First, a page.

Ministers are to issue guidelines to 'ensure greater national consistency in the uptake' of the controversial multiple sclerosis drug beta interferon. The government was responding to pressure from MPs and patients' groups over inconsistencies in the availability of the drug. Harry Barnes, MP for North East Derbyshire, claimed that only the 'top eight' on the list of sufferers in north Derbyshire received the drug, and that 'reassessments' had taken more than 40 sufferers 'off the list'. (Hansard, 10 Nov, col 131)

A recent parliamentary answer suggests, in part, why the NHS resource allocation formula has been changed to account for the extra cost of English language translation services. East Kent HA, which has had an influx of asylum seekers from Eastern Europe, has spent£19,000 providing an asylum seekers' nurse and£7,000 on interpreting services, health minister Alan Milburn said. (Hansard, 9 Nov, col 83)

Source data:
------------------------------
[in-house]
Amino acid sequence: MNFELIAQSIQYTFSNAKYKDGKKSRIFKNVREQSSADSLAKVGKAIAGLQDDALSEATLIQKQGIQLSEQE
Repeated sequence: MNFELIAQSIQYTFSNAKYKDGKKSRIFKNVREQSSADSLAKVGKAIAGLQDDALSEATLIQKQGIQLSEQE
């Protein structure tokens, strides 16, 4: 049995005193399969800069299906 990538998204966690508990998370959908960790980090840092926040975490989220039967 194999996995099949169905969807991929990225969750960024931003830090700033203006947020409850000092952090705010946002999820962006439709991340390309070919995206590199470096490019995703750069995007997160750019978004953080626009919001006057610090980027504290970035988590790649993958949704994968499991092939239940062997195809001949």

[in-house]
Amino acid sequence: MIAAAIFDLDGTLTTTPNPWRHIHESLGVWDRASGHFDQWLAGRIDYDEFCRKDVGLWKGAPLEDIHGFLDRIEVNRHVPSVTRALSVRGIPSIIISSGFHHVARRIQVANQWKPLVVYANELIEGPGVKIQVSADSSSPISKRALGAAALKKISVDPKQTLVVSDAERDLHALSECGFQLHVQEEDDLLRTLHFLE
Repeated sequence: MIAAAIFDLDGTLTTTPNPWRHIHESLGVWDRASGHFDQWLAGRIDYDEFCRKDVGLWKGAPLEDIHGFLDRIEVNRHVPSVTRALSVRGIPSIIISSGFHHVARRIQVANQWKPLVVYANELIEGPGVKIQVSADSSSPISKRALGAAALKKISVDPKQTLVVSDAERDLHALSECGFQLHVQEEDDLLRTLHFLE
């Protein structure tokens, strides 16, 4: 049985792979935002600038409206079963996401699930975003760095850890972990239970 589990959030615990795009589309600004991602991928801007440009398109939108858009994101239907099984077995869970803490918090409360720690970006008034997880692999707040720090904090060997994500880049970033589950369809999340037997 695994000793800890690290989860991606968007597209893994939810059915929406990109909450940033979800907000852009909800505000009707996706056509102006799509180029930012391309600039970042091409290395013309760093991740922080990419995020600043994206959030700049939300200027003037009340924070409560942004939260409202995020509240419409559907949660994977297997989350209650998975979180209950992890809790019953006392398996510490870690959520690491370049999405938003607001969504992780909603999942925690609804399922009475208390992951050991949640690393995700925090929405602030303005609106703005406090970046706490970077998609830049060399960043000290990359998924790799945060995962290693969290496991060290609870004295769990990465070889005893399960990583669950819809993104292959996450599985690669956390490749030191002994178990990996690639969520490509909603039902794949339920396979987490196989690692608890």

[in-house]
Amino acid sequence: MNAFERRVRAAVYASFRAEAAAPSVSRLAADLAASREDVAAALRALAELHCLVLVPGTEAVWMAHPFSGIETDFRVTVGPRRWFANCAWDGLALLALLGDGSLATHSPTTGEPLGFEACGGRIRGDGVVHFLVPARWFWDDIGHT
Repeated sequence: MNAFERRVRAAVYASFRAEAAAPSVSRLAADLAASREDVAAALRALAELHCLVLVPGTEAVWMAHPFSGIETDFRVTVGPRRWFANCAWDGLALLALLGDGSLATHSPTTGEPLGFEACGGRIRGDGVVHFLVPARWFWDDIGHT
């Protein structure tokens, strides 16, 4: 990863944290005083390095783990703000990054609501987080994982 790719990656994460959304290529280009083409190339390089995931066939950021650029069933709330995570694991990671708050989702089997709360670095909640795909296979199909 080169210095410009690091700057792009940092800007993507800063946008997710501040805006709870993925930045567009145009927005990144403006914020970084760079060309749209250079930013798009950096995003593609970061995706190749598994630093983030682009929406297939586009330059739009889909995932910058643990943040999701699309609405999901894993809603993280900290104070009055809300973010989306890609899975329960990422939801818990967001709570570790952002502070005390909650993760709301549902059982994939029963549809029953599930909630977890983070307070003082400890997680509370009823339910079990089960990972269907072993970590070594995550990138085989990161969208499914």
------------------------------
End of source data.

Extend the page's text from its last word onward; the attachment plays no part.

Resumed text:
MPs are tracking concerns about the costs to the NHS of meeting EU working- time regulations which allow benefits to agency and bank nurses. A parliamentary written answer revealed that the proportion of nurses employed on a part- time basis in England, including bank staff, was 47 per cent at September 1997. In 1996-97, the NHS spent£191.3m employing agency nurses, according to another answer. (Hansard, 9 Nov, col 83; 4 Nov, col 620)

The handful of MPs who put their names to an early day motion supporting the legalisation of cannabis for medical use could hardly be faulted for lack of scientific expertise. As well as medical doctor Peter Brand, MP for Isle of Wight, there were at least three chemistry PhDs, and two former lab technicians, including Ken Livingstone. They backed the Lords' science and technology committee report which said doctors ought to be able to prescribe cannabis on a named-patient basis as an unlicensed drug. (EDM, 11 Nov)